Countries around the world are talking about Bitcoin. Can Bitcoin’s Blockchain technology help them be faster and more efficient? Is Bitcoin used for criminal behavior? Is this something that can be taxed to benefit The State? New countries are coming into contact with it every day, and now Vietnam is weighing in with an official word of caution against its use in the small Asian-pacific country.
Not illegal but definitely not legal
Places like Russia are confused by Bitcoin but seem likely to ban it outright. Western nations have legal structures that will allow it and even make it taxable. According to Vietnam News , the Department of E-Commerce and Information Technology has also recommended that organizations and individuals should not make the transactions related to the kind of "virtual money.”
Dating back to 2014, the State Bank of Vietnam has stated that the possession, sale and use of "virtual money,” like Bitcoin or other altcoins, as an underlying asset class is very risky for the people and are not protected by law. The other coins mentioned may have proven to show little real world value, or have been tied to previous digital currency scams in the region, including names like OneCoin, SwissCoin, and GemCoin.
Of course, Vietnam’s central bank is not the first to come out publicly against a competing currency that they do not produce or manage. A similar warning has cropped up over the last two years in several countries. This usually is a prelude to some formal legalization about the legality of digital currency use, domestically. Generally, governments and central banks prefer to not have competition for the production and value of money within a given country.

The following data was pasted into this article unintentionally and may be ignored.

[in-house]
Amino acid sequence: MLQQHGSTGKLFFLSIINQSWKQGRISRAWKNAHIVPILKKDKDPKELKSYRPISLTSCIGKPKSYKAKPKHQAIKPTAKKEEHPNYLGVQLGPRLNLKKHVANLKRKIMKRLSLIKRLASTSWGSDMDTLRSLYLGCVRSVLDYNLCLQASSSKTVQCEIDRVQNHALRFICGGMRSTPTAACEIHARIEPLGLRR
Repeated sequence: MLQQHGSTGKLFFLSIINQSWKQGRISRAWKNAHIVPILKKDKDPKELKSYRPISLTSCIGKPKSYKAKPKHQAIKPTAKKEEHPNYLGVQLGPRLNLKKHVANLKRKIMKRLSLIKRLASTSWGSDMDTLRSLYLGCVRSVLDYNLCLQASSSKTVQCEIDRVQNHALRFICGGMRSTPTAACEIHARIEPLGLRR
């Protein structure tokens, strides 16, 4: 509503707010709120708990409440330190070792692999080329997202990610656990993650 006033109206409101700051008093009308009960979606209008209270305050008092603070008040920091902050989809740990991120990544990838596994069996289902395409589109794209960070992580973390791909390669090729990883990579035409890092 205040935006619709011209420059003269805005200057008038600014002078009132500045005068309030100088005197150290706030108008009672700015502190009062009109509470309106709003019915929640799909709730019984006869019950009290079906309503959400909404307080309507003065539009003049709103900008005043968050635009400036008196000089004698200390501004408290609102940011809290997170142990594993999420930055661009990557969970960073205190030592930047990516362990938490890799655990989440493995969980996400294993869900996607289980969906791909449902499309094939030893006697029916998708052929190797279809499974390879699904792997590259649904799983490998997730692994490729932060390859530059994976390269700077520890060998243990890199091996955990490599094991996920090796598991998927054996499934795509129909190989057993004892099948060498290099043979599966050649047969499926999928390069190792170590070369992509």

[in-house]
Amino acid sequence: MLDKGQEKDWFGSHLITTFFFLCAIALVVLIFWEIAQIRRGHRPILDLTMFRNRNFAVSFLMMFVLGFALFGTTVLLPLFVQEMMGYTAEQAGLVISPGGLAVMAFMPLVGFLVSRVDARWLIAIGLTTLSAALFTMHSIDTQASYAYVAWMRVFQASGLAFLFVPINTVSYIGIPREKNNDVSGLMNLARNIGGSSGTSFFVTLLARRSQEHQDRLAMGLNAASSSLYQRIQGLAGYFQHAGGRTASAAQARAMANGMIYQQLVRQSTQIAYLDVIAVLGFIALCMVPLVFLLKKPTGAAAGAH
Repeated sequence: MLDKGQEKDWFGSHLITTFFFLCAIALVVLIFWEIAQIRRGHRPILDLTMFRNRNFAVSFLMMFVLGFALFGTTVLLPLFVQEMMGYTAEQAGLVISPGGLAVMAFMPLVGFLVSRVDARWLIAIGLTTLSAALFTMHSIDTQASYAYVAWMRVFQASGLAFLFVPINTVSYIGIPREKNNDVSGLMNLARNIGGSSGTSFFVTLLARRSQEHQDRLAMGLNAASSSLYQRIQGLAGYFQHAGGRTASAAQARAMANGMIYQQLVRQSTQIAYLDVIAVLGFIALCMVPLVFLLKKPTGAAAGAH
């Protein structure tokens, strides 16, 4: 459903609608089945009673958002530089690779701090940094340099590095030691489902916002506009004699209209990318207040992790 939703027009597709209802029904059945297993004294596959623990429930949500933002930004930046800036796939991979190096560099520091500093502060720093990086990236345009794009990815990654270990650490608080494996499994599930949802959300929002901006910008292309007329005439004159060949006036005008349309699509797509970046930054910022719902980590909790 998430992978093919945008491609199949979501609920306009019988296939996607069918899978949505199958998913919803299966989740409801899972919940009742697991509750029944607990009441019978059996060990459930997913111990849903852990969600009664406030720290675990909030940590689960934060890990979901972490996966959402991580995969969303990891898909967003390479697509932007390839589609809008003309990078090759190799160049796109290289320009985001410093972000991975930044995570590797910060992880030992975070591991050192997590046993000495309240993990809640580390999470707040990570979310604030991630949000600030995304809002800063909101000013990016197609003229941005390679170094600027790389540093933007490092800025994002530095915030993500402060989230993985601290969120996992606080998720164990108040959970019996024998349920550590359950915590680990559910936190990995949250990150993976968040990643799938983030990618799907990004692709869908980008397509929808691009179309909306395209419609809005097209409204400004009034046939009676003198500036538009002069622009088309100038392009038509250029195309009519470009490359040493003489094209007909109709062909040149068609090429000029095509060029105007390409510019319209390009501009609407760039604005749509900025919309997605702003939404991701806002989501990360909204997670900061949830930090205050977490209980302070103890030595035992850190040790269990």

“Domestic and international money transfer services in Kenya are regulated by the Central Bank of Kenya Act and other legislation. In this regard, no entity is currently licensed to offer money remittance services and products in Kenya using virtual currency such as Bitcoin,” said the Central Bank of Kenya in December of last year.
“Bitcoin has no legal status or regulatory framework. Thus, it poses a number of risks for those that would choose to transact with it such as the lack of guarantee of security, convertibility or value,” said Hlengani Mathebula, head of the group strategy and communications at the South African Reserve Bank in 2014 .
One in the Bitcoin community can take this as good news as well. Better for the local authorities to say “Use at your own risk” than that Bitcoin is illegal, in any way. BitConnect will keep our readers up to date on future announcements by central banks and governments in regards to the use of Bitcoin and other decentralized digital currencies.